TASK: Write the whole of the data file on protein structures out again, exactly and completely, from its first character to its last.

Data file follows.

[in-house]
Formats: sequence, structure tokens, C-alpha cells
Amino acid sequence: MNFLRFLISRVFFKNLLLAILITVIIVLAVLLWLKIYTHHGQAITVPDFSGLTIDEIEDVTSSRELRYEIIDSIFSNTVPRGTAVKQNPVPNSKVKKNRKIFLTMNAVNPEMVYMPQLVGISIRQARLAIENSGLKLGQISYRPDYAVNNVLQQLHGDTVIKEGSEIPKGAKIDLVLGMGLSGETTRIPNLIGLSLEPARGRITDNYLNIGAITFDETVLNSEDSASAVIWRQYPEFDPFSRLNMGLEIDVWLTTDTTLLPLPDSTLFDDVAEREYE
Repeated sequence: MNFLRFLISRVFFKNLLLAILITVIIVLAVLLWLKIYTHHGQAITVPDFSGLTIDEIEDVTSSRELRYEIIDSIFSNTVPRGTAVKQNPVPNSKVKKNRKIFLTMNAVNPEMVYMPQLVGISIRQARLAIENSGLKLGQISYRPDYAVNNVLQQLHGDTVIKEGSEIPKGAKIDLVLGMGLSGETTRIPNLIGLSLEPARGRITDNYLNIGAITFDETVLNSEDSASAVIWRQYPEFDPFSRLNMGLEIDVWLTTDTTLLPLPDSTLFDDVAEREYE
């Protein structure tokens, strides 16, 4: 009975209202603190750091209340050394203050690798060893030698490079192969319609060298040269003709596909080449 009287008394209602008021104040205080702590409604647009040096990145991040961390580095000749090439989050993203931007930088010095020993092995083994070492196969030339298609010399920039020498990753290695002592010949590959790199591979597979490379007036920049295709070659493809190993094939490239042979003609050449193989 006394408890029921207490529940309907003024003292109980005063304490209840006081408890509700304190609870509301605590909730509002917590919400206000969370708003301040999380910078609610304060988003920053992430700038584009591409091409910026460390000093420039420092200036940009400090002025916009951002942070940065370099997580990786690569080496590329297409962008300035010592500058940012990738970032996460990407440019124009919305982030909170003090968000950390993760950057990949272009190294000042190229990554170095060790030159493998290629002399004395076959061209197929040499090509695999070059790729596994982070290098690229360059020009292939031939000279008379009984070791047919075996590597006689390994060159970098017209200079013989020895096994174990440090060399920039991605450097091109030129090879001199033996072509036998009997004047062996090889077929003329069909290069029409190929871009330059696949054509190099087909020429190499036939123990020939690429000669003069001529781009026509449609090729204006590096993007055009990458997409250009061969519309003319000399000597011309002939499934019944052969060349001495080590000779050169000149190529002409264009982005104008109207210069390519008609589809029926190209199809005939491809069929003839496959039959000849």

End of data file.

[in-house]
Formats: sequence, structure tokens, C-alpha cells
Amino acid sequence: MNFLRFLISRVFFKNLLLAILITVIIVLAVLLWLKIYTHHGQAITVPDFSGLTIDEIEDVTSSRELRYEIIDSIFSNTVPRGTAVKQNPVPNSKVKKNRKIFLTMNAVNPEMVYMPQLVGISIRQARLAIENSGLKLGQISYRPDYAVNNVLQQLHGDTVIKEGSEIPKGAKIDLVLGMGLSGETTRIPNLIGLSLEPARGRITDNYLNIGAITFDETVLNSEDSASAVIWRQYPEFDPFSRLNMGLEIDVWLTTDTTLLPLPDSTLFDDVAEREYE
Repeated sequence: MNFLRFLISRVFFKNLLLAILITVIIVLAVLLWLKIYTHHGQAITVPDFSGLTIDEIEDVTSSRELRYEIIDSIFSNTVPRGTAVKQNPVPNSKVKKNRKIFLTMNAVNPEMVYMPQLVGISIRQARLAIENSGLKLGQISYRPDYAVNNVLQQLHGDTVIKEGSEIPKGAKIDLVLGMGLSGETTRIPNLIGLSLEPARGRITDNYLNIGAITFDETVLNSEDSASAVIWRQYPEFDPFSRLNMGLEIDVWLTTDTTLLPLPDSTLFDDVAEREYE
């Protein structure tokens, strides 16, 4: 009975209202603190750091209340050394203050690798060893030698490079192969319609060298040269003709596909080449 009287008394209602008021104040205080702590409604647009040096990145991040961390580095000749090439989050993203931007930088010095020993092995083994070492196969030339298609010399920039020498990753290695002592010949590959790199591979597979490379007036920049295709070659493809190993094939490239042979003609050449193989 006394408890029921207490529940309907003024003292109980005063304490209840006081408890509700304190609870509301605590909730509002917590919400206000969370708003301040999380910078609610304060988003920053992430700038584009591409091409910026460390000093420039420092200036940009400090002025916009951002942070940065370099997580990786690569080496590329297409962008300035010592500058940012990738970032996460990407440019124009919305982030909170003090968000950390993760950057990949272009190294000042190229990554170095060790030159493998290629002399004395076959061209197929040499090509695999070059790729596994982070290098690229360059020009292939031939000279008379009984070791047919075996590597006689390994060159970098017209200079013989020895096994174990440090060399920039991605450097091109030129090879001199033996072509036998009997004047062996090889077929003329069909290069029409190929871009330059696949054509190099087909020429190499036939123990020939690429000669003069001529781009026509449609090729204006590096993007055009990458997409250009061969519309003319000399000597011309002939499934019944052969060349001495080590000779050169000149190529002409264009982005104008109207210069390519008609589809029926190209199809005939491809069929003839496959039959000849």